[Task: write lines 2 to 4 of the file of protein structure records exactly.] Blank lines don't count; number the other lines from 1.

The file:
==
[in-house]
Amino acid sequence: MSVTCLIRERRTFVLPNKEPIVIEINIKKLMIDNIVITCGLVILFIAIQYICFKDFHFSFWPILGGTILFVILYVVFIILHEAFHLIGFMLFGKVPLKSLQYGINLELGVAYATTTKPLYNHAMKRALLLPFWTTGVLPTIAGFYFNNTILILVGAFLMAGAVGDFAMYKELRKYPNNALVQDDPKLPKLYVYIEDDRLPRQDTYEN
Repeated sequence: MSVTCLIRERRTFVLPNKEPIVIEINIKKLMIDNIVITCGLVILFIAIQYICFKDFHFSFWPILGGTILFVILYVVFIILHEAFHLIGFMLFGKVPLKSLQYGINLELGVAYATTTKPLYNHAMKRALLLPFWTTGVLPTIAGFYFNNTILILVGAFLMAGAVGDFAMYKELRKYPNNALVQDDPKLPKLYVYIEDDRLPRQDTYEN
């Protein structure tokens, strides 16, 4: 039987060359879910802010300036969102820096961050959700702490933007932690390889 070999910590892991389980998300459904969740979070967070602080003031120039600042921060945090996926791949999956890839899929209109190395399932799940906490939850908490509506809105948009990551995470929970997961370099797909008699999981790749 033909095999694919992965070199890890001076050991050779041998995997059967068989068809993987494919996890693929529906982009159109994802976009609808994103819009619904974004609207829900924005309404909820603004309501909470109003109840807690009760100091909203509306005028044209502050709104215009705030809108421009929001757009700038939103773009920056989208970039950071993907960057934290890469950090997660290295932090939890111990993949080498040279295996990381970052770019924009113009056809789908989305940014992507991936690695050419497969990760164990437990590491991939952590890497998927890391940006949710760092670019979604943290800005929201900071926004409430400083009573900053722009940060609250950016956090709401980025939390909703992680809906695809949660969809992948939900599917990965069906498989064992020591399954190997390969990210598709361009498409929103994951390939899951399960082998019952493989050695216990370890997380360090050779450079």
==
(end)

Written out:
Amino acid sequence: MSVTCLIRERRTFVLPNKEPIVIEINIKKLMIDNIVITCGLVILFIAIQYICFKDFHFSFWPILGGTILFVILYVVFIILHEAFHLIGFMLFGKVPLKSLQYGINLELGVAYATTTKPLYNHAMKRALLLPFWTTGVLPTIAGFYFNNTILILVGAFLMAGAVGDFAMYKELRKYPNNALVQDDPKLPKLYVYIEDDRLPRQDTYEN
Repeated sequence: MSVTCLIRERRTFVLPNKEPIVIEINIKKLMIDNIVITCGLVILFIAIQYICFKDFHFSFWPILGGTILFVILYVVFIILHEAFHLIGFMLFGKVPLKSLQYGINLELGVAYATTTKPLYNHAMKRALLLPFWTTGVLPTIAGFYFNNTILILVGAFLMAGAVGDFAMYKELRKYPNNALVQDDPKLPKLYVYIEDDRLPRQDTYEN
């Protein structure tokens, strides 16, 4: 039987060359879910802010300036969102820096961050959700702490933007932690390889 070999910590892991389980998300459904969740979070967070602080003031120039600042921060945090996926791949999956890839899929209109190395399932799940906490939850908490509506809105948009990551995470929970997961370099797909008699999981790749 033909095999694919992965070199890890001076050991050779041998995997059967068989068809993987494919996890693929529906982009159109994802976009609808994103819009619904974004609207829900924005309404909820603004309501909470109003109840807690009760100091909203509306005028044209502050709104215009705030809108421009929001757009700038939103773009920056989208970039950071993907960057934290890469950090997660290295932090939890111990993949080498040279295996990381970052770019924009113009056809789908989305940014992507991936690695050419497969990760164990437990590491991939952590890497998927890391940006949710760092670019979604943290800005929201900071926004409430400083009573900053722009940060609250950016956090709401980025939390909703992680809906695809949660969809992948939900599917990965069906498989064992020591399954190997390969990210598709361009498409929103994951390939899951399960082998019952493989050695216990370890997380360090050779450079």